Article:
Isaiah Sent to King Ahaz
7 In the days of Ahaz the son of Jotham, son of Uzziah, king of Judah, Rezin the king of Syria and Pekah the son of Remaliah the king of Israel came up to Jerusalem to wage war against it, but could not yet mount an attack against it. When the house of David was told, “Syria is in league with Ephraim,” the heart of Ahaz and the heart of his people shook as the trees of the forest shake before the wind.
And the LORD said to Isaiah, “Go out to meet Ahaz, you and Shear-jashub your son, at the end of the conduit of the upper pool on the highway to the Washer’s Field. And say to him, ‘Be careful, be quiet, do not fear, and do not let your heart be faint because of these two smoldering stumps of firebrands, at the fierce anger of Rezin and Syria and the son of Remaliah. Because Syria, with Ephraim and the son of Remaliah, has devised evil against you, saying, “Let us go up against Judah and terrify it, and let us conquer it for ourselves, and set up the son of Tabeel as king in the midst of it,” thus says the Lord GOD:
“‘It shall not stand,
and it shall not come to pass.
For the head of Syria is Damascus,
and the head of Damascus is Rezin.
And within sixty-five years
Ephraim will be shattered from being a people.
And the head of Ephraim is Samaria,
and the head of Samaria is the son of Remaliah.
If you are not firm in faith,
you will not be firm at all.’”
The Sign of Immanuel
Again the LORD spoke to Ahaz: “Ask a sign of the LORD your God; let it be deep as Sheol or high as heaven.” But Ahaz said, “I will not ask, and I will not put the LORD to the test.” And he said, “Hear then, O house of David! Is it too little for you to weary men, that you weary my God also? Therefore the Lord himself will give you a sign. Behold, the virgin shall conceive and bear a son, and shall call his name Immanuel. He shall eat curds and honey when he knows how to refuse the evil and choose the good. For before the boy knows how to refuse the evil and choose the good, the land whose two kings you dread will be deserted. The LORD will bring upon you and upon your people and upon your father’s house such days as have not come since the day that Ephraim departed from Judah—the king of Assyria!”
In that day the LORD will whistle for the fly that is at the end of the streams of Egypt, and for the bee that is in the land of Assyria. And they will all come and settle in the steep ravines, and in the clefts of the rocks, and on all the thornbushes, and on all the pastures.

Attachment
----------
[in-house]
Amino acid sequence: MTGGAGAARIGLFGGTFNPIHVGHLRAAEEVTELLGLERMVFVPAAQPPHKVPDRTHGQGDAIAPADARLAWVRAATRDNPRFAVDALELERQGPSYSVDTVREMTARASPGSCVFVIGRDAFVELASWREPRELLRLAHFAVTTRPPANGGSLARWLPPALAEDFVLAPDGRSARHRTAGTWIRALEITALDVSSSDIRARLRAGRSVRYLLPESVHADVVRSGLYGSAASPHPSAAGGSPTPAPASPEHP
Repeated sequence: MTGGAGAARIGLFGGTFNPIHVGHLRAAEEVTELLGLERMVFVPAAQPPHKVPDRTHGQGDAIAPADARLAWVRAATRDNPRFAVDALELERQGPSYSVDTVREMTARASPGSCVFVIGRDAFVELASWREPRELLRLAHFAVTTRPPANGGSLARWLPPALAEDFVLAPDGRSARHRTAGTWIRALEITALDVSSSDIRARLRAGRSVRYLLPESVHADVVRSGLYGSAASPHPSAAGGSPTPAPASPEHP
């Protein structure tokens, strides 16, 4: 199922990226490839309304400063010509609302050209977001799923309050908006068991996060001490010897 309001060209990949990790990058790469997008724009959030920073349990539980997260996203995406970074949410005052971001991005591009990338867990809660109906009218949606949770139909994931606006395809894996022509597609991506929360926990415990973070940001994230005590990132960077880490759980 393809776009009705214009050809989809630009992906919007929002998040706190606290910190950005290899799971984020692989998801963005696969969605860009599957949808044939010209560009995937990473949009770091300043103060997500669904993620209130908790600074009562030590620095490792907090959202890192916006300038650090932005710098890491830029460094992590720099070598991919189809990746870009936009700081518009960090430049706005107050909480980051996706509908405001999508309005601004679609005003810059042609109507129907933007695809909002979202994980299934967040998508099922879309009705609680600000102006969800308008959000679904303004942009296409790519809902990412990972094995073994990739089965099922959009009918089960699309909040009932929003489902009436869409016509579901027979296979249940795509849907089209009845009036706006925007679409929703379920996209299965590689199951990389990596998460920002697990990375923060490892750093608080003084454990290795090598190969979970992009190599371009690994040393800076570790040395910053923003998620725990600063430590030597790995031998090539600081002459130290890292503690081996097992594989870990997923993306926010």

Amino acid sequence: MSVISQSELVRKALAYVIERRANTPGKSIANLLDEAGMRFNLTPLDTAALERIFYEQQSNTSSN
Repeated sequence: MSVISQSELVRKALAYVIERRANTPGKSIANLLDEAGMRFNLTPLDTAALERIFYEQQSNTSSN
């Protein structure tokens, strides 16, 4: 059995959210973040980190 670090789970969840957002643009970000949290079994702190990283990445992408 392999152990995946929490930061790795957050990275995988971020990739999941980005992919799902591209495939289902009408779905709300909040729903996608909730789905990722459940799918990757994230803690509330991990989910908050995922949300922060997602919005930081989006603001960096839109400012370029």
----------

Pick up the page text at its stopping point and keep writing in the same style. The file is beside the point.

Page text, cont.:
In that day the Lord will shave with a razor that is hired beyond the River—with the king of Assyria—the head and the hair of the feet, and it will sweep away the beard also.
In that day a man will keep alive a young cow and two sheep, and because of the abundance of milk that they give, he will eat curds, for everyone who is left in the land will eat curds and honey.
In that day every place where there used to be a thousand vines, worth a thousand shekels of silver, will become briers and thorns. With bow and arrows a man will come there, for all the land will be briers and thorns. And as for all the hills that used to be hoed with a hoe, you will not come there for fear of briers and thorns, but they will become a place where cattle are let loose and where sheep tread.
Isaiah 7 Commentary
by Hank Workman
Houston, we have a problem.
The year was 734 BC. King Ahaz was on the throne and one of the worst in Judah’s history. He had refused God’s lead and help. Ahaz had chosen to follow his ways and not the Lord’s. He had attempted to buy allegiance from his enemies. Ahaz was a king who tried to look righteous outwardly but didn’t want to bow to God’s authority.
War was at Judah’s doorstep. The southern kingdom was facing attack by an alliance with the northern kingdom and Aram. King Ahaz floundered.